get free echo lectures Pulsed Wave Doppler (PW-Doppler)

Pulsed wave Doppler employs elements of the transducer that send as well as receive signals. Ultrasound is emitted in "pulses" between these pulses. The same transducer element receives the reflected signal. As every emitted pulse is paired with a corresponding return signal, it is possible to determine where the reflection has occurred and calculate the distance of the "reflector". In reverse, by defining a distinct region of interest (sample volume) one is able to display returning signals from specific regions in the heart. Thus, PW Doppler has the advantage of being "site specific" as regards Doppler information. However, PW Doppler has a major drawback: it cannot correctly depict higher velocities (usually above 1.5 - 1.7m/sec). To understand the reasons we have to first address aliasing phenomena.

Pulsed Wave Doppler Tracing of mitral inflow
Pulsed Wave Doppler Tracing of mitral inflow

Aliasing phenomena

Aliasing is best explained by the analogy of a clock. Let us assume you are observing a clock at 15-minute intervals. Obviously you will note that the hands move in clockwise direction. However, if you were to use a longer observation interval of 40 minutes you would gain the impression that the hands move in counter-clockwise direction. This is exactly what happens with pulsed-wave Doppler when the velocity is too high. The interval of the ultrasound pulses (pulse repetition interval) is the time interval between your observations of the clock. When the pulse repetition interval is too long relative to the velocity of blood flow (in other words, when the hands of the clock move a long distance between observation periods), it will not be possible to determine the direction of blood flow.

Clock analogy explaining the aliasing phenomenon
Clock analogy explaining the aliasing phenomenon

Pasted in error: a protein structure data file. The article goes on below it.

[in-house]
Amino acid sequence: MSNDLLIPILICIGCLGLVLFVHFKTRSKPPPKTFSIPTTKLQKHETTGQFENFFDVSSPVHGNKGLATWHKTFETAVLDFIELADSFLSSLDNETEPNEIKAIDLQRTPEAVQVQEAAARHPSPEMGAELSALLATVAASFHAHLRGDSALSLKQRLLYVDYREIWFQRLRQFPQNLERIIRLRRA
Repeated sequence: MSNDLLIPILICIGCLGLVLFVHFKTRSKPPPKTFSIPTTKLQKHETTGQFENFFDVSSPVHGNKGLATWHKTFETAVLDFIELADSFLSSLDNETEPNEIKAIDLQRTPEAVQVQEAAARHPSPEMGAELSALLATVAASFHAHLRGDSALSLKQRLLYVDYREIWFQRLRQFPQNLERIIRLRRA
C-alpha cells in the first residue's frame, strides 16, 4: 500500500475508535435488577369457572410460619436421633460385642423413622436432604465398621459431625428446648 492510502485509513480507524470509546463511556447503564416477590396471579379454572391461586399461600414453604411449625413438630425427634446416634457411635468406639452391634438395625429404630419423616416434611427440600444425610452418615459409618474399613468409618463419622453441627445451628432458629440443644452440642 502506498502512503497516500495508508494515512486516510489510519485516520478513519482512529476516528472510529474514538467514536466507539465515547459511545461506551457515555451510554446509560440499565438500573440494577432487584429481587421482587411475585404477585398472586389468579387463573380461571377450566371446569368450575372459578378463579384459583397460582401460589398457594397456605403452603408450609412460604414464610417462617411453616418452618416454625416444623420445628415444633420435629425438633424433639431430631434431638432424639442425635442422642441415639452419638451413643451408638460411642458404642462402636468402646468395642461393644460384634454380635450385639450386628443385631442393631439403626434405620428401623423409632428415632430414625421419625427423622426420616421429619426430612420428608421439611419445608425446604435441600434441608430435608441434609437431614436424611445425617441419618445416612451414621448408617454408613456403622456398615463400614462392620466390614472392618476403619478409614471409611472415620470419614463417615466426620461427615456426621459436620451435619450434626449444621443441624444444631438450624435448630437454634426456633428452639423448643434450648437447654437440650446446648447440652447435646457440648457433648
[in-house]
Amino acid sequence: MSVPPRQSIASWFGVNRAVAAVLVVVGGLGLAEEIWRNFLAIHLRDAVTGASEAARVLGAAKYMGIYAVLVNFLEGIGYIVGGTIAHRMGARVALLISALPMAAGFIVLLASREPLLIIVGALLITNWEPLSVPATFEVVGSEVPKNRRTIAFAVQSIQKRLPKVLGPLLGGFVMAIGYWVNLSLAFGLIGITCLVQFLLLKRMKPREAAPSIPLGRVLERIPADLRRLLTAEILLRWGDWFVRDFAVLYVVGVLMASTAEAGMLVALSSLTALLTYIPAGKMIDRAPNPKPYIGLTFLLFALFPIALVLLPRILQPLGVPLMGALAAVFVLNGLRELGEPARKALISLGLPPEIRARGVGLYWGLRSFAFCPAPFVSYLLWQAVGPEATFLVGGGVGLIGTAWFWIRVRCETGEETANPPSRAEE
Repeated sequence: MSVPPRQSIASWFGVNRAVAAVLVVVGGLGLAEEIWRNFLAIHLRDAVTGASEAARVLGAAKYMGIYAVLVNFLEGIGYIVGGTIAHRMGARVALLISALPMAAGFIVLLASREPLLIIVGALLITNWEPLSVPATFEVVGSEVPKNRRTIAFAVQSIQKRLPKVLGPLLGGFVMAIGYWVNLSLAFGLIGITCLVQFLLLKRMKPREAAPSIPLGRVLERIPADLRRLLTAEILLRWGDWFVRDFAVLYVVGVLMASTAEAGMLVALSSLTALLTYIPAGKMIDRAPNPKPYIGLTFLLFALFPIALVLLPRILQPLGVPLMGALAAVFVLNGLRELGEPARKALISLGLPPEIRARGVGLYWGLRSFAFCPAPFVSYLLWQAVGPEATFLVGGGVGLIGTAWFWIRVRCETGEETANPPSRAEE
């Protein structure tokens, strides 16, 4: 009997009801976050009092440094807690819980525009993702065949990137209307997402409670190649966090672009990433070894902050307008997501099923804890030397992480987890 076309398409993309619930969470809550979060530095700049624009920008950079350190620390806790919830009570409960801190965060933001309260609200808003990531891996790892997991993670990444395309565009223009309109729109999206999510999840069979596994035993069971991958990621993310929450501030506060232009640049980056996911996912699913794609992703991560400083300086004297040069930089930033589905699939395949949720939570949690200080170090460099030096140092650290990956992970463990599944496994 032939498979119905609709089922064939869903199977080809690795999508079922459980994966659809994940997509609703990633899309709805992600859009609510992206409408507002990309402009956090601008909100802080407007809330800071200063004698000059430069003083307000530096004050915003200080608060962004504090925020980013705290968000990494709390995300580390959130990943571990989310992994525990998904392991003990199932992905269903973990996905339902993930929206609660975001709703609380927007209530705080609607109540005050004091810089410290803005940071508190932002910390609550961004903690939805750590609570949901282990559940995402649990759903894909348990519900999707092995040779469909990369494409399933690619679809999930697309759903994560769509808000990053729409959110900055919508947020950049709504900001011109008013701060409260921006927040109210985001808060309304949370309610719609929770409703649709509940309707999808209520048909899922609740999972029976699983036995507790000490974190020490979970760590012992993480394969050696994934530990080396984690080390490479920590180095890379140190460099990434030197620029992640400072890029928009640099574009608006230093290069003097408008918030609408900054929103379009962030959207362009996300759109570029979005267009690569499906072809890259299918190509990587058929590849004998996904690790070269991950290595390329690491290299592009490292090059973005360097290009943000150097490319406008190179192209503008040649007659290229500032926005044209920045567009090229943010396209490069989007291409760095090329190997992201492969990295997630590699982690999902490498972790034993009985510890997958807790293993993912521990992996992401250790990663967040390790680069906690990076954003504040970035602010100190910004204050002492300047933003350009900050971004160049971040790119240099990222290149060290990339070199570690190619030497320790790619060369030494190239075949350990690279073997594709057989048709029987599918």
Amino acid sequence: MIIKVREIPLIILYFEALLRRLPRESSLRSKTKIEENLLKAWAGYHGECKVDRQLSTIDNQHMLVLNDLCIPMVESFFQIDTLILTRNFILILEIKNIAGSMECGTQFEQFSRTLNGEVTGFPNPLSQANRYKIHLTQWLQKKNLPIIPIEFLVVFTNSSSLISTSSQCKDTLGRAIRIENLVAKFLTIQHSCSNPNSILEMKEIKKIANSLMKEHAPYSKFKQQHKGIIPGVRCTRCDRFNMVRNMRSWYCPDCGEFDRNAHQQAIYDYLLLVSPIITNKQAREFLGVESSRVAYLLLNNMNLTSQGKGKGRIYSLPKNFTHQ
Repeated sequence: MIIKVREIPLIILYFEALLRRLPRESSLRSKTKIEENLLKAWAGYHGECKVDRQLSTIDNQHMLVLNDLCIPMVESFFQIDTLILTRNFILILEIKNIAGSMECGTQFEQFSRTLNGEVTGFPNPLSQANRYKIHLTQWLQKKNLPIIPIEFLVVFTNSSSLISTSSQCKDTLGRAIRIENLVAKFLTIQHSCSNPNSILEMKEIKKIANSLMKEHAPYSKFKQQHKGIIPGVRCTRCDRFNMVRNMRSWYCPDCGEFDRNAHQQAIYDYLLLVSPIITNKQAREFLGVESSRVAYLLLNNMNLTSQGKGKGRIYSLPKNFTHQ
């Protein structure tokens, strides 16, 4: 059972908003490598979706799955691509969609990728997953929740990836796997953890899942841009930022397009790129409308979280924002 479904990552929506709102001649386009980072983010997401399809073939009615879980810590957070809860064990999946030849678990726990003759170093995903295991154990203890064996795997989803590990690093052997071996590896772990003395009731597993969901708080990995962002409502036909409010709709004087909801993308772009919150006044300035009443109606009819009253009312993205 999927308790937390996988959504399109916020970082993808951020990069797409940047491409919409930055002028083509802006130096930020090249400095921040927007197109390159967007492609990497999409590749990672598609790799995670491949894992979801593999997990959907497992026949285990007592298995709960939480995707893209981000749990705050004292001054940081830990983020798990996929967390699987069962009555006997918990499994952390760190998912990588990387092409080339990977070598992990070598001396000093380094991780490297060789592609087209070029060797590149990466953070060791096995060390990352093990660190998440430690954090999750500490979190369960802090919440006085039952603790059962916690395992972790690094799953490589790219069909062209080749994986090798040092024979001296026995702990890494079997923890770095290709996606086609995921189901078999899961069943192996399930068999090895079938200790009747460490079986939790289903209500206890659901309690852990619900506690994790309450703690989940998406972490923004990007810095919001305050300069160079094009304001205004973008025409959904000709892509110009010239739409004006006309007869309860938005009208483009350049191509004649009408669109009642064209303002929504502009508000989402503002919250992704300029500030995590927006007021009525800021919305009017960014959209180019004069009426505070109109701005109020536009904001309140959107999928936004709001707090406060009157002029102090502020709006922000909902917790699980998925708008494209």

Instead of using the "pulse interval" the scanner displays pulse repetition frequency (PRF), which is the number of pulses within one second. The PRF limit within which aliasing occurs is known as the aliasing or the Nyquist limit.

Specifically, aliasing occurs when the velocity is more than one half of the pulse repetition frequency. In this case velocities above this limit will be displayed on the tracing opposite to the true direction of blood flow.

As mentioned earlier, PRF is an important aspect. To a certain degree the PRF can be increased to permit higher velocities to be displayed. However, the maximal PRF depends on imaging depth (the depth position of the sample volume). The higher the depth of the sample volume, the longer the PRF must be (as the ultrasound wave takes longer to travel, one needs longer intervals to observe the returning of the wave). Therefore, the maximal velocity which can be displayed with pulse-wave Doppler decreases as the sample volume is positioned farther away from the transducer. Other factors that influence aliasing are:

  • Depth
  • Width of sample volume
  • Velocity
  • Doppler frequency

Aliasing will occur when the velocity exceeds the Nyquist limit. The Nyquist limit is equal to one half of the pulse repetition frequency. Use the baseline shift to "stretch" the Nyquist limit.

In summary, the advantage of PW Doppler is that it is site specific. Its disadvantage is that higher velocities cannot be measured.


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